The U.S. Securities and Exchange Commission this week announced new rules mandating the disclosure of cybersecurity incidents as well as ongoing risk management, strategy, and governance.
The rules, which will become effective 30 days after publication, require public companies to disclose any cybersecurity incident they determine to be material within four business days, detailing its nature, scope, timing, and actual or expected material impact.
Delays in disclosure are only permissible “if the United States Attorney General determines that immediate disclosure would pose a substantial risk to national security or public safety and notifies the Commission of such determination in writing,” according to the SEC.
Separately, the new Regulation S-K Item 106 requires public companies to detail their processes for identifying and managing risks from cyber threats, the role of management and the board of directors in managing such risks, and the potential impact from cyber threats and from any previous cybersecurity incidents.
A Focus on Shareholders
Stressing the potential impact of an incident on shareholders, SEC chair Gary Gensler said in a statement that a cybersecurity incident can be as material to investors as a company’s factory burning down in a fire.
“Currently, many public companies provide cybersecurity disclosure to investors,” Gensler said. “I think companies and investors alike, however, would benefit if this disclosure were made in a more consistent, comparable, and decision-useful way.”
Still, Exabeam CISO Tyler Ferrar told eSecurity Planet by email that he’s hopeful the rules will benefit consumers too by encouraging better security.
“With the new rules in place, companies may be more incentivized to avoid the reputational damage and potential drop in stock value that could follow a public breach disclosure,” Ferrar said. “This added layer of accountability can thus create a safer environment for consumers’ personal information.”
Also read: Network Protection: How to Secure a Network
National Data Privacy Law Still Needed
Traceable AI CSO Richard Bird said the new rules are an insufficient response to a much larger problem. “Rather than exhibiting the courage and coordination required to create something as crucial as a national data privacy law, once again agencies like the SEC are pushing for faster breach notifications in the hopes that the American people will think the government is addressing the need for stronger cybersecurity,” he said. “But breach notices are not security – and never will be.”
The problem, Bird said, lies in viewing security through a rearview mirror. “Breach notices are an outcome, not a protection,” he said. “The enormous resistance of our federal government to mandate basic security principles as a requirement for doing business in our nation is inexcusable. It is time for it to treat cybersecurity as a proactive measure rather than an afterthought.”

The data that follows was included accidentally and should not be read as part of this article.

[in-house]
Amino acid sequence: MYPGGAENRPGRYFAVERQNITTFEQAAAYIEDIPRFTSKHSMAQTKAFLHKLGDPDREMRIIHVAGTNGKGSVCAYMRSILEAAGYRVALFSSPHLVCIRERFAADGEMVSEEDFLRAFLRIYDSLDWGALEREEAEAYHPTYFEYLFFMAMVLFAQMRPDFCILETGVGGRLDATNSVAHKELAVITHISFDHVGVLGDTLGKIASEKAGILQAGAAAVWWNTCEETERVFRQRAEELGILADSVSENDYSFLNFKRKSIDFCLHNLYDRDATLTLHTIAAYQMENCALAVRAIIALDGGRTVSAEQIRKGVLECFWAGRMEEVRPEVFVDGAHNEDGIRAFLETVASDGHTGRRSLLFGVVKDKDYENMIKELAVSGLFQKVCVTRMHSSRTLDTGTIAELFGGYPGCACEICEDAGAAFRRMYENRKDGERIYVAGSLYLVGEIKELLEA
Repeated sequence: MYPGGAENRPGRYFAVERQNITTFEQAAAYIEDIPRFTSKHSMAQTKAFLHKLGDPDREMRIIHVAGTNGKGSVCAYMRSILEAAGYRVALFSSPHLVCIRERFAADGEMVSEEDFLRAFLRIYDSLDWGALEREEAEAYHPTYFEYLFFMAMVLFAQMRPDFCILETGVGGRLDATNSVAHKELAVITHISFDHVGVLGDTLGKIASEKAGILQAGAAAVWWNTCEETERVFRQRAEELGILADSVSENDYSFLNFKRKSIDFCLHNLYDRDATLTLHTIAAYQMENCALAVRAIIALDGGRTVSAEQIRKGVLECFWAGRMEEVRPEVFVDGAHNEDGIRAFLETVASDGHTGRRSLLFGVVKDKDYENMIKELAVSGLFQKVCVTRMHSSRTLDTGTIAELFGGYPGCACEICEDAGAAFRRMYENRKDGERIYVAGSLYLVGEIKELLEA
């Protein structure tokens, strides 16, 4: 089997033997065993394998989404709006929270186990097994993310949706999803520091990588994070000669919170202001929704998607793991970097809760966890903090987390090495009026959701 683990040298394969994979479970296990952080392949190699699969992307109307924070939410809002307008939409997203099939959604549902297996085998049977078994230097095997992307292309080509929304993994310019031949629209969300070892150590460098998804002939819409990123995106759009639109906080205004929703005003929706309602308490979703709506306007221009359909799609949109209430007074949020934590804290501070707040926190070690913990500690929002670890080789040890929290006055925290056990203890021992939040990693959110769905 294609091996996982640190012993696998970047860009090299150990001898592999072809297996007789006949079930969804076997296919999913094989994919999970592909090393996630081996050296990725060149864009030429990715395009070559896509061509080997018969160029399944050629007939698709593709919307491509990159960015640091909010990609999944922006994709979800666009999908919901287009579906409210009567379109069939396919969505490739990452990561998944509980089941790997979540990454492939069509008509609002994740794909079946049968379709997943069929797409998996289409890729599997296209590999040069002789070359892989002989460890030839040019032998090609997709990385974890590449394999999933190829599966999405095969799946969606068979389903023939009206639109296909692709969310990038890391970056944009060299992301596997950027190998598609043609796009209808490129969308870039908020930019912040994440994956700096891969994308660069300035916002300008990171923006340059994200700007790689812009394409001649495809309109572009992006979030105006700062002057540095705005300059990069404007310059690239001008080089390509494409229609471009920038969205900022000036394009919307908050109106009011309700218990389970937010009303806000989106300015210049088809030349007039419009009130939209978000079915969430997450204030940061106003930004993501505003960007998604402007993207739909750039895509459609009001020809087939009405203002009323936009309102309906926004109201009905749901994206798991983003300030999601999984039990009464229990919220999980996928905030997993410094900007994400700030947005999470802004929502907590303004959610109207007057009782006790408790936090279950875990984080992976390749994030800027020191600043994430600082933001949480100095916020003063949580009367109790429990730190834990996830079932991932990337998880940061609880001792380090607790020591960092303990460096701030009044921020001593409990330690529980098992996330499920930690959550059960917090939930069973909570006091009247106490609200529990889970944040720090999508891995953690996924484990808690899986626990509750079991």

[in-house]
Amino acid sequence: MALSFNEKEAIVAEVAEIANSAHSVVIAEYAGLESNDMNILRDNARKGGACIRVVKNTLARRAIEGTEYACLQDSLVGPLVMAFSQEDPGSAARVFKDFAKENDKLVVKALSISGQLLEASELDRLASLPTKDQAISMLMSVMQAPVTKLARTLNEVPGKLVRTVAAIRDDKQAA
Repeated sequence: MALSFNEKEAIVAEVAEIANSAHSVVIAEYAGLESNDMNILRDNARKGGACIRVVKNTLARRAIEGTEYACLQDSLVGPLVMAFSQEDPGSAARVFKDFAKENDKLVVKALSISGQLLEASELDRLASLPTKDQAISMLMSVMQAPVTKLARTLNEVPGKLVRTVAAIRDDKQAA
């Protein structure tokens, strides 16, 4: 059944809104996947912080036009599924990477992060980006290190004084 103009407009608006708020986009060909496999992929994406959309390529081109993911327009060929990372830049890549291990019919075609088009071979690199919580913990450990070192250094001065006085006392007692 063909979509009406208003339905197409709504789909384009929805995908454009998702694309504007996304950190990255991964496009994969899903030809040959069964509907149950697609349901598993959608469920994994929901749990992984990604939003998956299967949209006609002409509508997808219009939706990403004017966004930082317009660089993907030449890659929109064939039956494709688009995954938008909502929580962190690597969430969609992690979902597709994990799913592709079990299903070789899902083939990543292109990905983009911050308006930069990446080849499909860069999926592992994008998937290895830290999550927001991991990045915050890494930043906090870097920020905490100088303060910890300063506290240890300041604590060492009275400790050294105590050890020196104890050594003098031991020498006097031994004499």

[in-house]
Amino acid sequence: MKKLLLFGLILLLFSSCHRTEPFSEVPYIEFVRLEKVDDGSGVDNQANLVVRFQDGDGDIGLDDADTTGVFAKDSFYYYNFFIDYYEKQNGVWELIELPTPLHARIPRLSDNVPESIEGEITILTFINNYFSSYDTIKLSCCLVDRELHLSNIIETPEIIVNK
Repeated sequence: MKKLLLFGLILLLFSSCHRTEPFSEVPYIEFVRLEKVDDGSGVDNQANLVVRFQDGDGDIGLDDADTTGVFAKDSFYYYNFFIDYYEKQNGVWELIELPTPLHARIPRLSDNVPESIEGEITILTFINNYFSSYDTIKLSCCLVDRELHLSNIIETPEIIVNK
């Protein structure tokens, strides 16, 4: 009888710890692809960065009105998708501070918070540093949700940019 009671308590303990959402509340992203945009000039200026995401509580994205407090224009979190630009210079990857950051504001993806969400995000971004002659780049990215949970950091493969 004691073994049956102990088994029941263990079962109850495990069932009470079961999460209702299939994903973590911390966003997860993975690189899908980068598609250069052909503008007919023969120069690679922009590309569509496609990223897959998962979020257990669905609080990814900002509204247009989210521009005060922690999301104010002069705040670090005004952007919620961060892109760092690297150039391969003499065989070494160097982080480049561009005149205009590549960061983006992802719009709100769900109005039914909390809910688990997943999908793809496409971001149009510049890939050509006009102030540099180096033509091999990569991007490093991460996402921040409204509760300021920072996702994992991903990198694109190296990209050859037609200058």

The Biden Administration has proposed a national data privacy law as part of its cybersecurity strategy – but such a law would face resistance in the current divided Congress.
See our guide to Security Compliance & Data Privacy Regulations
Getting Ready to Respond
Safe Security CEO and co-founder Saket Modi said by email that organizations will need to move fast to be ready to follow the new rules, particularly since it may not be easy to determine what the key word “material” actually means. “Most organizations are not prepared to comply with the SEC guidelines, as they cannot determine materiality, which is core to shareholder protection,” he said. “They lack the systems to quantify risk at broad and granular levels.”
However, KnowBe4 security awareness advocate James McQuiggan pointed out that while the requirements may seem aggressive, they’re far more lax than those in many other countries. “Within the EU, the UK, Canada, South Africa, and Australia, companies have 72 hours to report a cyber incident,” he said. “In other countries like China and Singapore, it’s 24 hours. India has to report the breach within six hours. Either way, organizations should have repeatable and well-documented incident response plans with communication plans, procedures, and requirements on who is brought into the incident and when.”
Private Companies May Be Affected
The focus on shareholders creates something of a two-tier cybersecurity regulation system between public and private companies – and their customers.
But Jeffrey Wheatman, senior vice president and cyber risk evangelist at Black Kite, said private companies should also take note of the new rules, since they may be working with customers or vendors who will need to comply with them.
Key steps for such companies to take, Wheatman said, include the following:
- Speak with security teams and find out what security and risk management programs they have in place — this should also be articulated to the board and C-Suite.
- Create a process for drafting 8-Ks (a report of unscheduled material events or corporate changes at a company that could be of importance to the shareholders or the SEC) faster, which can include a template for different types of breaches and attacks to meet the deadline for reporting them.
- Put a cyber expert on the board of directors — right now, this role is often missing on the board and can help expedite and manage security challenges.
- Have an automated solution in place to help you fully understand and manage third-party risk — this will help get ahead of breaches and identify compliance and security gaps before they become a point of compromise for your organization.
- Top Governance, Risk and Compliance (GRC) Tools
- Best Risk Management Software
- Best Incident Response Tools and Software
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